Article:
Trump’s loyalty to Saudi crown prince gives free pass to autocrats

US president’s refusal to blame MBS for Khashoggi killing is bad news for Middle East

US president Donald Trump and Saudi crown prince Mohammed bin Salman at a meeting in Riyadh in May 2017. Photograph: Mandel Ngan/AFP/Getty Images

US president Donald Trump and Saudi crown prince Mohammed bin Salman at a meeting in Riyadh in May 2017. Photograph: Mandel Ngan/AFP/Getty Images

 

By deciding not to hold Saudi crown prince Mohammed bin Salman responsible for the murder of Saudi journalist Jamal Khashoggi, the Trump administration has given a free pass to pro-US Middle Eastern autocrats to detain, render and kill critics and opponents.

President Donald Trump dismissed the Central Intelligence Agency’s assessment that the crown prince, known as “MBS”, ordered the killing and argued that Saudi oil, weapons purchases and support for US regional policies outweigh antagonising the kingdom’s de-facto ruler by holding him to account for Khashoggi’s murder.

Under pressure from congressional Republicans and Democrats and criticised by senior Republican ally Lindsey Graham, who called the prince a “wrecking ball” on the international plane due the Khashoggi case and the Yemen war, Trump has remained loyal to the prince.

To justify his decision, Trump claimed Saudi Arabia could harm the US by raising oil prices at a time when the US produces most of its own oil, or by cancelling arms contracts worth $110 billion, although only $14.5 billion in weapons have been ordered. Trump’s claim that Russian or Chinese weaponry could replace US arms is incorrect due to their different operating systems.

Secretary of state Mike Pompeo backed Trump by saying the US relationship with Saudi Arabia is “absolutely vital to Americans’ national security. The US has sanctioned 17 individual Saudis detained for involvement in the murder without identifying the source of the order to act.

Diminished leverage

US exoneration of the crown prince has diminished western leverage on the kingdom and the United Arab Emirates (UAE) to force an end to the war in Yemen. In anticipation of Trump’s statement, Saudi Arabia has resumed bombing Yemen’s rebel-held Hodeida port, which provides 80 per cent of food and medical supplies for 28 million Yemenis, half of whom face starvation and disease.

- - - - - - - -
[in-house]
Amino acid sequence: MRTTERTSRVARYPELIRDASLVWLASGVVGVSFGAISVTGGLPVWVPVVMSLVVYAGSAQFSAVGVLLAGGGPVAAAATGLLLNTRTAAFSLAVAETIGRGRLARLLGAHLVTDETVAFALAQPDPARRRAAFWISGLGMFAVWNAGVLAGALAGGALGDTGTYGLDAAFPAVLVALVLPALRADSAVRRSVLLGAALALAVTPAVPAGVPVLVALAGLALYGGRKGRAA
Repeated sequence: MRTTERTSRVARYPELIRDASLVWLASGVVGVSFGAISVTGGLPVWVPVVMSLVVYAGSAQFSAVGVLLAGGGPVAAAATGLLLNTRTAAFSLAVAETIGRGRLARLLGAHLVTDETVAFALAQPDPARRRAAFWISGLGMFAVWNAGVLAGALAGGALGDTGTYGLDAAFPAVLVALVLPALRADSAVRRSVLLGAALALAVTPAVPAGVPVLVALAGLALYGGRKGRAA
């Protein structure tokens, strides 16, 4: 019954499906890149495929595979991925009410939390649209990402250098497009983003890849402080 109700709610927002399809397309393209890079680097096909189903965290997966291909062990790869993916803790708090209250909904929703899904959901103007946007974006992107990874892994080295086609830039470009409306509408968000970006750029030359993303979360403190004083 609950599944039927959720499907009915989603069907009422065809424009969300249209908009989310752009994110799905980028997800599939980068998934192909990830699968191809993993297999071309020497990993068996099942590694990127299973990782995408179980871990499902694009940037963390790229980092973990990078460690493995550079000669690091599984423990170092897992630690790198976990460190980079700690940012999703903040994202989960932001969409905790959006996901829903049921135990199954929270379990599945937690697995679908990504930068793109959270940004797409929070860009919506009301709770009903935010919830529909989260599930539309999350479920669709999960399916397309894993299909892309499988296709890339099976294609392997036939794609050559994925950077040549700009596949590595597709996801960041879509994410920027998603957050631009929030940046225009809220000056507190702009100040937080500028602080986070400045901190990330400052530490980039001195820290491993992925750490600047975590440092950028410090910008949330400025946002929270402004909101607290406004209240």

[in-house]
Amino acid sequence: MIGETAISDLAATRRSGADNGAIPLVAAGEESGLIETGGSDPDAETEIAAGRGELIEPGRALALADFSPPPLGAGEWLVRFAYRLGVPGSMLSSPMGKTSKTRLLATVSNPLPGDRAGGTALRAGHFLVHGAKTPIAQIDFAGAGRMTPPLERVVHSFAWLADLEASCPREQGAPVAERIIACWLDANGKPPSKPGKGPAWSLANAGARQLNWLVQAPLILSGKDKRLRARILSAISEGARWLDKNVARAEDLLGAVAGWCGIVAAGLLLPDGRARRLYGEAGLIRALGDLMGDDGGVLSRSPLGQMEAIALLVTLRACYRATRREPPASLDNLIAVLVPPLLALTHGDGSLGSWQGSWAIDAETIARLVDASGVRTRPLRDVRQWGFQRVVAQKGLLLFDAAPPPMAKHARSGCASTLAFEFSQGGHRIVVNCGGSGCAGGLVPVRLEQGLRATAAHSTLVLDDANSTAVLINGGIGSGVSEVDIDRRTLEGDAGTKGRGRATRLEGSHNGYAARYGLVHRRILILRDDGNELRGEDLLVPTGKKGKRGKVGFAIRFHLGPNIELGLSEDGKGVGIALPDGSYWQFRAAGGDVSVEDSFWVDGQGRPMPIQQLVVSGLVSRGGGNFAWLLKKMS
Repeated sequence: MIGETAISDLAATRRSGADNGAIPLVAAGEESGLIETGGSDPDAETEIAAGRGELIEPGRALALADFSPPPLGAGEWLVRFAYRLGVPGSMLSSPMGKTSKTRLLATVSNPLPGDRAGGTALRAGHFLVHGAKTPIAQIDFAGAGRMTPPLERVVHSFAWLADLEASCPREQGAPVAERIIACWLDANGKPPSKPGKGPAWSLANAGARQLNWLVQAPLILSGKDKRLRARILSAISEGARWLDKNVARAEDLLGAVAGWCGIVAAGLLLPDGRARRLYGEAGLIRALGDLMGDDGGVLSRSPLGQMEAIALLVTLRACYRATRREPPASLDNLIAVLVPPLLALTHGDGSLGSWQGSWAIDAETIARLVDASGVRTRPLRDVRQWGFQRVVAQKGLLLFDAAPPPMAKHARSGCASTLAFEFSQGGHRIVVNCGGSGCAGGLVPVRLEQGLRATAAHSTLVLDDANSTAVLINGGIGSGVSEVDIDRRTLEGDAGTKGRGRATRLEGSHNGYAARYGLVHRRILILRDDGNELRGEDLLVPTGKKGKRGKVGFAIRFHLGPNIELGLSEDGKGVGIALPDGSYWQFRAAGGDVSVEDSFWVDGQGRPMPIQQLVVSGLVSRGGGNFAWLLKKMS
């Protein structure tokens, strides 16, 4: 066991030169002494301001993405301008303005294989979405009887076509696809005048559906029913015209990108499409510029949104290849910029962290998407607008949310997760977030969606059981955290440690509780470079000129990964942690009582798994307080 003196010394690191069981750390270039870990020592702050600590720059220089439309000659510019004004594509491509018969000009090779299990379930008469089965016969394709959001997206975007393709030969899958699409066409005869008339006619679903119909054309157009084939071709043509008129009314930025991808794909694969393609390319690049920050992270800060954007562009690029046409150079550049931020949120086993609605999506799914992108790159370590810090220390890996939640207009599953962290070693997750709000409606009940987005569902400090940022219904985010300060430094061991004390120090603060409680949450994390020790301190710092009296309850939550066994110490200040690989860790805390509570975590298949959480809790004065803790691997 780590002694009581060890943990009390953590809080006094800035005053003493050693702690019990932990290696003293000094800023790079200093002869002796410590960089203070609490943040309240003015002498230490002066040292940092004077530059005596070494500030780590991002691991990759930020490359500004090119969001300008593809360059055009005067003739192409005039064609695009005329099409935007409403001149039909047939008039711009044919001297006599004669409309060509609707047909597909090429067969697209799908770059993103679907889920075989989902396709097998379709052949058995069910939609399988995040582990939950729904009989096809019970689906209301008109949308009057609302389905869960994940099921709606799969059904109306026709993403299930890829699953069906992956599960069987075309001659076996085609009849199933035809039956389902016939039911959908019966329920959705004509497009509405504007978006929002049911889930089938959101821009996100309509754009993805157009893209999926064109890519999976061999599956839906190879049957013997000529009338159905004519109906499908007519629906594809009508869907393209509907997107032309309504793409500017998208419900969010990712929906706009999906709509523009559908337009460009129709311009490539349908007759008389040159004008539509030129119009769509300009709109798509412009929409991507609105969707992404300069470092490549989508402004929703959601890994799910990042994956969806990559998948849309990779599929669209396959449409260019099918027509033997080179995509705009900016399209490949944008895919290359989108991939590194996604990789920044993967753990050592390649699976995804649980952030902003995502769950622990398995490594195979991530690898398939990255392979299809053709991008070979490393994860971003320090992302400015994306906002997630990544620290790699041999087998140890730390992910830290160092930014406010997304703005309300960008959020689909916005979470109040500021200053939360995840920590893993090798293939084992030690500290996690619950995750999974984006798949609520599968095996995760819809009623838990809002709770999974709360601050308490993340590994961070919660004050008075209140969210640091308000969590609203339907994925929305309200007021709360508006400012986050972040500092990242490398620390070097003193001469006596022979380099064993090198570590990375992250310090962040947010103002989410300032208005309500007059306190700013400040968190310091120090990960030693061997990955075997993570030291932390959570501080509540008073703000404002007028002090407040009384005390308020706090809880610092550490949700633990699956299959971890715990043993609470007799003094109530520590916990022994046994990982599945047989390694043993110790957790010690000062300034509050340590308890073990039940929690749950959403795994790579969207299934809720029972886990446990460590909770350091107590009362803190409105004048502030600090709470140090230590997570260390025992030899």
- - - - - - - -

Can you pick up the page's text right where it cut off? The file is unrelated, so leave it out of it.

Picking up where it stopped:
Riyadh has also rejected a draft UN Security Council resolution calling for an immediate ceasefire and deliveries of humanitarian aid.

The free pass given to MBS over the Khashoggi case could be extended to rulers of Egypt, the UAE, Bahrain and Turkey, which crack down hard on dissidents. The UAE, Bahrain and Turkey host US military forces and are also considered vital US assets in the region.

The US decision on bin Salman coincided with an Amnesty International report stating that jailed Saudi women who campaigned for the right to drive – which was granted last June – have been beaten, subjected to electric shocks and sexually harassed. Human Rights Watch revealed inmates in UAE-run prisons in Emirati-controlled areas of Yemen are routinely tortured and abused.

Human Rights Watch said the Egyptian government presides “over the worst human rights crisis in the country in decades” by carrying out arrests and enforced disappearences.

Other rights bodies report that Bahrain has detained Shia activists demanding political rights while Turkey has detained 160,000 for questioning, arrested 80,000, and suspended or dismissed 107,000 public employees since a failed coup in June 2016.

By contrast, the Trump administration punishes antagonists. Trump has imposed punitive sanctions on Iran after withdrawing from the 2015 deal providing for the dismantling of Iran’s nuclear programme in exchange for sanctions relief. This week the US announced sanctions against Iran and Russia over a plan to send oil to war-torn Syria.

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